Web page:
From Invention Idea to Store Shelves: A Product Development Guide

Innovation is incredibly important. Over 200,000 patents are issued in the United States each year.

Inventions and innovations aren’t just for private individuals, either. Companies that are serious about remaining relevant invest in new intellectual property and products, as well. 14% of companies that invest in research and development feel that generating new trademarks is a priority to their on-going success.

The origin of inspiration remains a mystery. There’s no telling where the next world-changing idea will come from. Once you have an idea, however, there are steps you can follow to bring your idea to life.

If you’ve got an invention idea, here are the steps you can take to make your product development as smooth and efficient as possible

1. Document Your Ideas

After you’ve had your brilliant idea and begin developing your invention idea in earnest, it’s incredibly important to document every step of the process. This plays an important part in patenting your product.

The patent office will need proof that you’re the first person to come up with your idea. When it comes to documentation, “More is better,” is the rule of thumb.

Your ideas will need to be documented properly as well, though. An inventor’s journal is a surefire way to make sure your documentation is handled correctly. It’s simply a bound notebook with consecutive, numbered pages that can’t be removed.

You’ll want to get your documentation notarized from time to time, as well. This will verify a timeline for your invention idea.

Keep a log of electronic documents related to your patent process, also. Electronic documents aren’t enough on their own to verify your claim, as they could be edited. They could help your case, however, as most electronic message feature some sort of timestamp.

2. Research Your Product

As you begin to develop the idea for your product in earnest, you’ll need to make sure nothing like it already exists. Just because you haven’t heard of it doesn’t mean it’s not out there.

You’ll want to start by researching the existing patents. You can visit the U.S. Patent Office website to search their patent listings. You should be able to do this on your own, without needing a lawyer or legal assistant.

You’ll need to check the artwork and drawings related to patents as well, however. If there are even illustrations related to your product idea, there’s a good chance a patent won’t be issued.

3. Make Sure It’s Marketable

You’ll need to make sure that your idea can be profitable as part of developing your invention idea. You should have started to see some evidence of this when you were looking into similar patents for your product. That can send some conflicting signals, though.

If there are a lot of patents similar to your invention idea, that means you’re trying to break into a saturated market. It simultaneously shows that there’s a healthy demand for the product you’re developing.

No patents are similarly conflicted. It could mean that there’s no demand for the idea you’re hoping to bring to the market. It also could indicate a wide-open niche with no competition.

This is a good habit to get into, anyway. Learning how to do market research will play an important part once your product is getting ready for consumers. Get into the habit of things like A/B testing and creating buyer personas now, and they’ll be instinctive by the time you’re market-ready.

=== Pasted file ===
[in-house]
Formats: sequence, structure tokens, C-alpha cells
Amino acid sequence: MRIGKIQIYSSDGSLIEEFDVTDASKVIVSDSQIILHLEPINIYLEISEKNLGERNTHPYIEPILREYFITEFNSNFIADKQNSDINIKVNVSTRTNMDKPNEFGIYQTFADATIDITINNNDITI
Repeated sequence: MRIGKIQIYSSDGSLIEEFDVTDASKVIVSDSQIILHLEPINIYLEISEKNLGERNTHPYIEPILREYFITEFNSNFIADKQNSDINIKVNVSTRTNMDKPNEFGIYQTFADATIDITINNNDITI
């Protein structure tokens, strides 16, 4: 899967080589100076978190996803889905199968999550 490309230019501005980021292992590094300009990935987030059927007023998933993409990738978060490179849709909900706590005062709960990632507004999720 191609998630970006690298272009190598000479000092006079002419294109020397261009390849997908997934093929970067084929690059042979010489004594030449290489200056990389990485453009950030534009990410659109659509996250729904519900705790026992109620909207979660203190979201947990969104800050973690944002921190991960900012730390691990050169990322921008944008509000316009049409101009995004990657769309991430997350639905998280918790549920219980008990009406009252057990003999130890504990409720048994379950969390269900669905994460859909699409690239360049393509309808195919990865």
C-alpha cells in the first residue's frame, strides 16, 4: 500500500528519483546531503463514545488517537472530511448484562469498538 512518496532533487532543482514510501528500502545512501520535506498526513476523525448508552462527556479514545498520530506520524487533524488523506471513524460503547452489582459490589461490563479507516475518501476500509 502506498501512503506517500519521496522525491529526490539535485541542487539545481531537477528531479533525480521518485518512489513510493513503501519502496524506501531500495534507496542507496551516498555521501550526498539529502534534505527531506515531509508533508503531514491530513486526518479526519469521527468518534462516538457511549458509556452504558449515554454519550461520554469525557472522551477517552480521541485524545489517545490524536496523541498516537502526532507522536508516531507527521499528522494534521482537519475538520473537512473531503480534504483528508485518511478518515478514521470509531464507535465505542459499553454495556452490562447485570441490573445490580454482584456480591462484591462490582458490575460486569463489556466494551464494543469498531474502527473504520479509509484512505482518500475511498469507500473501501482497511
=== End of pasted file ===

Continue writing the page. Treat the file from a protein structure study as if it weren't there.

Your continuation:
4. Assemble a Team

It’s very hard to remain motivated in a vacuum. If you’re working all on your own, the odds are very good that you’ll lose momentum before your project reaches fruition.

Working with a team keeps you honest. It’s also an honest assessment of what the invention is like. It’s not like in the movies.

In the movies, you might see a would-be inventor have their lightning bolt moment of inspiration. Then you’ll see a montage with the inventor holding their head in their hands. At the end, they’ll be left smiling with a prototype of their invention in their garage or basement.

The reality of developing an invention idea is much more involved than that.

Look at the steps we’ve already mentioned. Simply searching the patents is a full-time discipline in its own regard. That’s to say nothing of manufacturing or understanding business law.

Assembling a team also gets you thinking along the lines of what you’ll need once your product reaches the market. Trying to do everything yourself simply isn’t scalable or sustainable.

5. Make A Prototype

You’re very nearly ready to bring your idea into reality. You need to build a prototype of your invention.

Building a prototype happens in phases, as well. The first step is drawing and sketching. Considering how much of the invention process happens digitally, these days, there are a bunch of great programs to aid you with your drawing. You’ll need to include at least one sketch in your inventor’s notebook as well, however, for documentation’s sake.

Making a mockup is the next step of the prototyping process. There are a lot of excellent programs for 3D rendering, as well, to make assembling a mockup as painless as possible.

Finally, you’re going to make a model. This is a physical replica of your finished product. Usually, they’re made at a smaller scale, so you can see any potential issues your invention might run into in manufacturing.

Now you’re ready to build your prototype. If you need a prototype but don’t have manufacturing equipment at your disposal, you can always check out waterjet cutting resources for fast and high-quality prototyping.

Congratulations! You now have a working example of an invention you’ve created straight from your imagination.

The world is changing faster than we ever could’ve predicted. Innovation and imagination are going to be essential in navigating these shifting times.

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